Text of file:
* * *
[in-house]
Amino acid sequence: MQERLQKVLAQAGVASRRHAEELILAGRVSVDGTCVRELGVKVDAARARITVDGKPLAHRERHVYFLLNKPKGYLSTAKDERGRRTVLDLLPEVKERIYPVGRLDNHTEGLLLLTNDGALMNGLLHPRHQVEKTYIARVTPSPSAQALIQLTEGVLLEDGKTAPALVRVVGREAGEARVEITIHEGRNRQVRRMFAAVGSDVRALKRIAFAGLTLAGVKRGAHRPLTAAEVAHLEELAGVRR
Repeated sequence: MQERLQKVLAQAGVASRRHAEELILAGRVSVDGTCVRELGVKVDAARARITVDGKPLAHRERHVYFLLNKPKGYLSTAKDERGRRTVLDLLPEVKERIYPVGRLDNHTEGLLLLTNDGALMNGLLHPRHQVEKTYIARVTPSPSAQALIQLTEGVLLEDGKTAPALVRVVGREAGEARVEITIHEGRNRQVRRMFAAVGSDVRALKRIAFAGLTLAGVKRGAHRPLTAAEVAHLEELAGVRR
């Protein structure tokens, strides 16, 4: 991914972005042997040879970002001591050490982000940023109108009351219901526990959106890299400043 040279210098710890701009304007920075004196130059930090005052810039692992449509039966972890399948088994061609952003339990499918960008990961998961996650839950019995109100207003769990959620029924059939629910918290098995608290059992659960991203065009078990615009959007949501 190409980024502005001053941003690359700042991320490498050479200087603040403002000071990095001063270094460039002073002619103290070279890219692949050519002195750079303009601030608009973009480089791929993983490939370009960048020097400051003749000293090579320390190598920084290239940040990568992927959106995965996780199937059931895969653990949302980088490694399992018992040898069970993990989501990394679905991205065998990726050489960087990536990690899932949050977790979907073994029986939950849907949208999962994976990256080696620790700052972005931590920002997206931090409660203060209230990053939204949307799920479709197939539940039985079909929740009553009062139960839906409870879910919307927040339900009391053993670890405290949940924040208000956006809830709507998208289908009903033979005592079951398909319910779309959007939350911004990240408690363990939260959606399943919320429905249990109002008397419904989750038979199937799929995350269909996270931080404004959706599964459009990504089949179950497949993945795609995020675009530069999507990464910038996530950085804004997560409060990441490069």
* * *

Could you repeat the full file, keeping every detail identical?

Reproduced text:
[in-house]
Amino acid sequence: MQERLQKVLAQAGVASRRHAEELILAGRVSVDGTCVRELGVKVDAARARITVDGKPLAHRERHVYFLLNKPKGYLSTAKDERGRRTVLDLLPEVKERIYPVGRLDNHTEGLLLLTNDGALMNGLLHPRHQVEKTYIARVTPSPSAQALIQLTEGVLLEDGKTAPALVRVVGREAGEARVEITIHEGRNRQVRRMFAAVGSDVRALKRIAFAGLTLAGVKRGAHRPLTAAEVAHLEELAGVRR
Repeated sequence: MQERLQKVLAQAGVASRRHAEELILAGRVSVDGTCVRELGVKVDAARARITVDGKPLAHRERHVYFLLNKPKGYLSTAKDERGRRTVLDLLPEVKERIYPVGRLDNHTEGLLLLTNDGALMNGLLHPRHQVEKTYIARVTPSPSAQALIQLTEGVLLEDGKTAPALVRVVGREAGEARVEITIHEGRNRQVRRMFAAVGSDVRALKRIAFAGLTLAGVKRGAHRPLTAAEVAHLEELAGVRR
């Protein structure tokens, strides 16, 4: 991914972005042997040879970002001591050490982000940023109108009351219901526990959106890299400043 040279210098710890701009304007920075004196130059930090005052810039692992449509039966972890399948088994061609952003339990499918960008990961998961996650839950019995109100207003769990959620029924059939629910918290098995608290059992659960991203065009078990615009959007949501 190409980024502005001053941003690359700042991320490498050479200087603040403002000071990095001063270094460039002073002619103290070279890219692949050519002195750079303009601030608009973009480089791929993983490939370009960048020097400051003749000293090579320390190598920084290239940040990568992927959106995965996780199937059931895969653990949302980088490694399992018992040898069970993990989501990394679905991205065998990726050489960087990536990690899932949050977790979907073994029986939950849907949208999962994976990256080696620790700052972005931590920002997206931090409660203060209230990053939204949307799920479709197939539940039985079909929740009553009062139960839906409870879910919307927040339900009391053993670890405290949940924040208000956006809830709507998208289908009903033979005592079951398909319910779309959007939350911004990240408690363990939260959606399943919320429905249990109002008397419904989750038979199937799929995350269909996270931080404004959706599964459009990504089949179950497949993945795609995020675009530069999507990464910038996530950085804004997560409060990441490069």